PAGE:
In South Korea and Taiwan, journalists faced more subtle challenges. While the ruling Democratic Progressive Party in Taiwan strengthened its financial influence on the media, the ruling party in South Korea proposed media ownership regulations that seemed intended to penalize conservative dailies for their antagonistic editorial stance toward President Roh Moo Hyun.
The expansion of the Internet throughout Asia tested authorities’ ability to limit free expression while giving rise to innovative forms of journalism, such as the thousands of South Korean “citizen-journalists” who file reports for Ohmynews.com. In China and Vietnam, the Internet provides a significant outlet for independent writing that expands every year and is increasingly difficult for authorities to control.
Local activism played a critical role in defending journalists’ rights in many Asian countries and helped secure the release of imprisoned journalists Du Daobin and Cheng Yizhong in China, as well as Munawar Mohsin in Pakistan. Nepalese journalists’ outrage at their treatment by government forces and Maoist rebels forced leaders on both sides to review their actions and vow additional safeguards. The National Union of Journalists in the Philippines organized nationwide rallies to protest the ongoing killings of journalists there, pressuring authorities to take a more aggressive stance.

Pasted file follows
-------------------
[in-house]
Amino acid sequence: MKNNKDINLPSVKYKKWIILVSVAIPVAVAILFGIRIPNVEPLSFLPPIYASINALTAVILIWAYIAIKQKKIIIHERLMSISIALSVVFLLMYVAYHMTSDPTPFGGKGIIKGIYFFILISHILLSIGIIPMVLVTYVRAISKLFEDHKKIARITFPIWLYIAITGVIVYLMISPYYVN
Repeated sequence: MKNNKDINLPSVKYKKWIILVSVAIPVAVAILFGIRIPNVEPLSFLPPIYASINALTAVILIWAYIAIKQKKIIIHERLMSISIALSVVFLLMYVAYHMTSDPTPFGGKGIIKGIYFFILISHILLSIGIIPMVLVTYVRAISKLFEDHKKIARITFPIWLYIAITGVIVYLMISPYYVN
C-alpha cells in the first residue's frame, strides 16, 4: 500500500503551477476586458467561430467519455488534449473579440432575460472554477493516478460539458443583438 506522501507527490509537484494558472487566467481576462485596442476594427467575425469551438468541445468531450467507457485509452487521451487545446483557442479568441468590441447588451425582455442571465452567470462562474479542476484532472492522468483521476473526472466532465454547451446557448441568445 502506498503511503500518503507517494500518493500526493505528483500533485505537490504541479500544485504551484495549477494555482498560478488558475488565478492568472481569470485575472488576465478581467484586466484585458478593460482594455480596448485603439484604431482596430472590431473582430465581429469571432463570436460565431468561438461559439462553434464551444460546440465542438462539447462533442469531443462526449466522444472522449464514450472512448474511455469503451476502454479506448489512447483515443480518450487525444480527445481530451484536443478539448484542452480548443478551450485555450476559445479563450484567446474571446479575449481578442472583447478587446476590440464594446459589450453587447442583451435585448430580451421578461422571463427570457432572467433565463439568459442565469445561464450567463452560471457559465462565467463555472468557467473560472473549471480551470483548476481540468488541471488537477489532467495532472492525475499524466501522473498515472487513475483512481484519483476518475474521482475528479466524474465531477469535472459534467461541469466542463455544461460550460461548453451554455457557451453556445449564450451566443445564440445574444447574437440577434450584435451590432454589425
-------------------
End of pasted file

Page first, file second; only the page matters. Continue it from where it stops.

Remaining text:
In many parts of Asia, the press played an effective watchdog role in 2004, from China, where journalists exposed crime and corruption, to Indonesia, where they aggressively covered crony capitalism, to Afghanistan, where the press helped legitimize national elections. But governments are deeply ambivalent about this and are either acting to curtail the press or turning a blind eye to murderous attacks on journalists. For now, the Asian press is developing at a quicker pace than many of the institutions needed to protect and enhance it.
Abi Wright is CPJ’s Asia program coordinator. Kristin Jones, research associate for Asia, contributed to the research and writing of this section.